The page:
Years ago, Salomon introduced their Salomon Snowblades – super fun, super easy to ride – with ski boot bindings. This made a splash on the slopes as people struggling with longer skis, not having a good time and ready to quit came back to the ski slopes because it was just plain fun. Salomon Snowblades were shorter than skis, maxing out at 99cm with some of their models in the 85cm to 90 cm range. They also created a kids snowblade called the Grom at 61cm.
Salomon spent a few years experimenting with various models and bindings. Finally in the years before they stopped making them, they began mounting their snowblades in 90cm and 99cm models with ski release bindings. This was the beginning (along with Head’s 94cm skiboards) for skiboards to be mounted with ski bindings. This made skiboards into one of the safest riding tools on the slopes, safer than anything else on the mountain.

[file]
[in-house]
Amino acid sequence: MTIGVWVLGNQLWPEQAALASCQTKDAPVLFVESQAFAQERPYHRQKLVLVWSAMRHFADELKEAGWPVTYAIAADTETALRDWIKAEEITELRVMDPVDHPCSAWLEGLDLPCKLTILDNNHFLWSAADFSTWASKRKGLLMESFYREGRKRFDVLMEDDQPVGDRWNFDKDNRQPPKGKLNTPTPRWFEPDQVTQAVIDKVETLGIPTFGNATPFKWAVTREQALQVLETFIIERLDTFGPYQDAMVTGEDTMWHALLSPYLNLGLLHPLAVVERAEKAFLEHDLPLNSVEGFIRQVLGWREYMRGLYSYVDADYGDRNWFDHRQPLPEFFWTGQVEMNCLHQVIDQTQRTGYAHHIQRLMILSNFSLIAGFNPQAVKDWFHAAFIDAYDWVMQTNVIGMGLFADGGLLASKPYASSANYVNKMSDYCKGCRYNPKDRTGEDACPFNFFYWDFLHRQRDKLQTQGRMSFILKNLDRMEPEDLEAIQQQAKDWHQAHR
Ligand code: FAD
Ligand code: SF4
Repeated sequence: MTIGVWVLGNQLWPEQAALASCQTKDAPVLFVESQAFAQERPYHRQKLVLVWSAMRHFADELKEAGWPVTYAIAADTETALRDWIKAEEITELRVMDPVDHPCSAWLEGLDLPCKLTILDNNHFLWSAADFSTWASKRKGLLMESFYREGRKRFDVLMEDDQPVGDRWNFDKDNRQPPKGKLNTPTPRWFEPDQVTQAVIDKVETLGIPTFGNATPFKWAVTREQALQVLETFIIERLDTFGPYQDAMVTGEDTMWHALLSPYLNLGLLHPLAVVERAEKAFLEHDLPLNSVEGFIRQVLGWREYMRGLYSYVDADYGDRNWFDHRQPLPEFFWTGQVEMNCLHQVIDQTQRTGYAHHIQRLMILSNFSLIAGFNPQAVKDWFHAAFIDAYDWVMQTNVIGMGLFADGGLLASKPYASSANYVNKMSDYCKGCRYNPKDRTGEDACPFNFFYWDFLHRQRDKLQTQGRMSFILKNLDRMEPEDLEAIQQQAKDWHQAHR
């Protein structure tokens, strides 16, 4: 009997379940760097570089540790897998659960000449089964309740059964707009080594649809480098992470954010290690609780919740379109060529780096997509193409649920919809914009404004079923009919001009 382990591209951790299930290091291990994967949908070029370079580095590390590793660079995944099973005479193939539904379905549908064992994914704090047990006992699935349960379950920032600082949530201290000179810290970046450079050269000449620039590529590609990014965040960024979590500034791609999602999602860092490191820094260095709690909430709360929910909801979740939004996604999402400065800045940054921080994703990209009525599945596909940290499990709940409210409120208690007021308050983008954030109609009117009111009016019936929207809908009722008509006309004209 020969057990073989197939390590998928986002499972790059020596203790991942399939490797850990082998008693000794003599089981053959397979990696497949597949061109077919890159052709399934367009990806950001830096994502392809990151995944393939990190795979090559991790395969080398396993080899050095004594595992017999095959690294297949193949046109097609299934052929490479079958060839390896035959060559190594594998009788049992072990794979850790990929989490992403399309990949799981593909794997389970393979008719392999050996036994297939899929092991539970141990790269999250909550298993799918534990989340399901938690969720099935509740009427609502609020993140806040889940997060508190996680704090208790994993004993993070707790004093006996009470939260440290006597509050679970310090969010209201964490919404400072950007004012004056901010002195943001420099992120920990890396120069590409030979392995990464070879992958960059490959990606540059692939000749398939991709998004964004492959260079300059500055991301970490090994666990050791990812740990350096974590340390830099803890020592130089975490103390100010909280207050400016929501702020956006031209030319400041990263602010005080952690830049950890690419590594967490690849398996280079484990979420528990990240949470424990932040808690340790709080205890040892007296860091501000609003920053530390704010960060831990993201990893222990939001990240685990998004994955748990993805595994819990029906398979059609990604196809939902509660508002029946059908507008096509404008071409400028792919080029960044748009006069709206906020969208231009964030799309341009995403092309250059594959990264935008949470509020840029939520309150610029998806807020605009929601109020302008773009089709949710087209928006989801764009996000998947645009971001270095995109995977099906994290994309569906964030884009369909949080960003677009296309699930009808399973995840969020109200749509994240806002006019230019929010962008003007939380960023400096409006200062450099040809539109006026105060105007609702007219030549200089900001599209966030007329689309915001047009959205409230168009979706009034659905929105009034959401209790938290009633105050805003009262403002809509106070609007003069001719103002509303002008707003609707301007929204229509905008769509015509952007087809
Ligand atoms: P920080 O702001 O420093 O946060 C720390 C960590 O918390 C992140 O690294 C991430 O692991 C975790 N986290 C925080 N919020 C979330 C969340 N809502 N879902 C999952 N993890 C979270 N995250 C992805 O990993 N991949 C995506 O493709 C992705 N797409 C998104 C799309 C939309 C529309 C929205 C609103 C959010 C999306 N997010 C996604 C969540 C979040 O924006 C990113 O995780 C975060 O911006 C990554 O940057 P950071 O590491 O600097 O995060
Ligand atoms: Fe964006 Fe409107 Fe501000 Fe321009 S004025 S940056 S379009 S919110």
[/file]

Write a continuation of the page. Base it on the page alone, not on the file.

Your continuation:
How are snowblades different from skiboards or skiblades? Matter of words really. Officially these are called “skiboards” but various other words are used including ski blades, ski boards, snowblades, sno blades, short skis, fun skis, microskis and many more. From our perspective at Skiboards Superstore, we know what you are talking about, no matter what you call them. Fun and enjoyment of life in the mountains is really what is about and what you want to call them matters little really.
More about Salomon Snowblades: constructed with foam cores rather than wood cores, this made them lighter, yet also with a tendency to wobble at speed. Since this time, the manufacturing and design of skiboards have come a long way. Now models like the Elan Freeline 99 or Snowjam 99cm offer wood cores, better construction and much better performance than the original Salomon Snowblades. These don’t chatter like the original snowblades and come with release bindings for improved convenience and safety.
Visit our Skiboards University for more detailed information on skiboards or snowblades.